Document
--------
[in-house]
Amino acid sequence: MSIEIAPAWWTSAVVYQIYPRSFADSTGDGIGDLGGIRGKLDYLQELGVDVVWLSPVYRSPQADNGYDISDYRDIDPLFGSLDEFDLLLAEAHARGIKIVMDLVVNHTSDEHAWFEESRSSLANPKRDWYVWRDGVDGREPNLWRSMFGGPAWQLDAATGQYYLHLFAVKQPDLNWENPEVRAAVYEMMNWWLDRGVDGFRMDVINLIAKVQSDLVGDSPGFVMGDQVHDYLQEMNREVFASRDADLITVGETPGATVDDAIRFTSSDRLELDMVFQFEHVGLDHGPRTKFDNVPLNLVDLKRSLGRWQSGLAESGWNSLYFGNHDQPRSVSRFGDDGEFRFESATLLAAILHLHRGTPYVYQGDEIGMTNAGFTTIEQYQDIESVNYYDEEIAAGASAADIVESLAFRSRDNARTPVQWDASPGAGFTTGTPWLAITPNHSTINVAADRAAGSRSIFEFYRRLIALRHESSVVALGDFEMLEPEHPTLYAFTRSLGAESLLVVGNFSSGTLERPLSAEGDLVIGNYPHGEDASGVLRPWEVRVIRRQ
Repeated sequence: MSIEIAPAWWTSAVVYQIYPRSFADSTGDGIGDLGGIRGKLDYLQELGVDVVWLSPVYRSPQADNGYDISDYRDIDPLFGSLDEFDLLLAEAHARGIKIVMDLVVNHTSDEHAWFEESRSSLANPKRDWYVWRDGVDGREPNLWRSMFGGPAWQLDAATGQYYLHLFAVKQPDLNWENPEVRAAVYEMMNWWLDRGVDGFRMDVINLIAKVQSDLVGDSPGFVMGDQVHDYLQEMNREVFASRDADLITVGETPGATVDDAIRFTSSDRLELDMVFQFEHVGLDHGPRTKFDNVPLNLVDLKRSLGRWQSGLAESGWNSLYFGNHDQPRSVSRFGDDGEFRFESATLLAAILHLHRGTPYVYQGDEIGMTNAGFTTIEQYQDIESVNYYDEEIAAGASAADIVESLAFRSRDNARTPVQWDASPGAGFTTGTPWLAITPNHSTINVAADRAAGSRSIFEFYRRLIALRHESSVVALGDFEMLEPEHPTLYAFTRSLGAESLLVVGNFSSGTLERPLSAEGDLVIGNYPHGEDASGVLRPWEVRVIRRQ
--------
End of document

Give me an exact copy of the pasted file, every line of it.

[in-house]
Amino acid sequence: MSIEIAPAWWTSAVVYQIYPRSFADSTGDGIGDLGGIRGKLDYLQELGVDVVWLSPVYRSPQADNGYDISDYRDIDPLFGSLDEFDLLLAEAHARGIKIVMDLVVNHTSDEHAWFEESRSSLANPKRDWYVWRDGVDGREPNLWRSMFGGPAWQLDAATGQYYLHLFAVKQPDLNWENPEVRAAVYEMMNWWLDRGVDGFRMDVINLIAKVQSDLVGDSPGFVMGDQVHDYLQEMNREVFASRDADLITVGETPGATVDDAIRFTSSDRLELDMVFQFEHVGLDHGPRTKFDNVPLNLVDLKRSLGRWQSGLAESGWNSLYFGNHDQPRSVSRFGDDGEFRFESATLLAAILHLHRGTPYVYQGDEIGMTNAGFTTIEQYQDIESVNYYDEEIAAGASAADIVESLAFRSRDNARTPVQWDASPGAGFTTGTPWLAITPNHSTINVAADRAAGSRSIFEFYRRLIALRHESSVVALGDFEMLEPEHPTLYAFTRSLGAESLLVVGNFSSGTLERPLSAEGDLVIGNYPHGEDASGVLRPWEVRVIRRQ
Repeated sequence: MSIEIAPAWWTSAVVYQIYPRSFADSTGDGIGDLGGIRGKLDYLQELGVDVVWLSPVYRSPQADNGYDISDYRDIDPLFGSLDEFDLLLAEAHARGIKIVMDLVVNHTSDEHAWFEESRSSLANPKRDWYVWRDGVDGREPNLWRSMFGGPAWQLDAATGQYYLHLFAVKQPDLNWENPEVRAAVYEMMNWWLDRGVDGFRMDVINLIAKVQSDLVGDSPGFVMGDQVHDYLQEMNREVFASRDADLITVGETPGATVDDAIRFTSSDRLELDMVFQFEHVGLDHGPRTKFDNVPLNLVDLKRSLGRWQSGLAESGWNSLYFGNHDQPRSVSRFGDDGEFRFESATLLAAILHLHRGTPYVYQGDEIGMTNAGFTTIEQYQDIESVNYYDEEIAAGASAADIVESLAFRSRDNARTPVQWDASPGAGFTTGTPWLAITPNHSTINVAADRAAGSRSIFEFYRRLIALRHESSVVALGDFEMLEPEHPTLYAFTRSLGAESLLVVGNFSSGTLERPLSAEGDLVIGNYPHGEDASGVLRPWEVRVIRRQ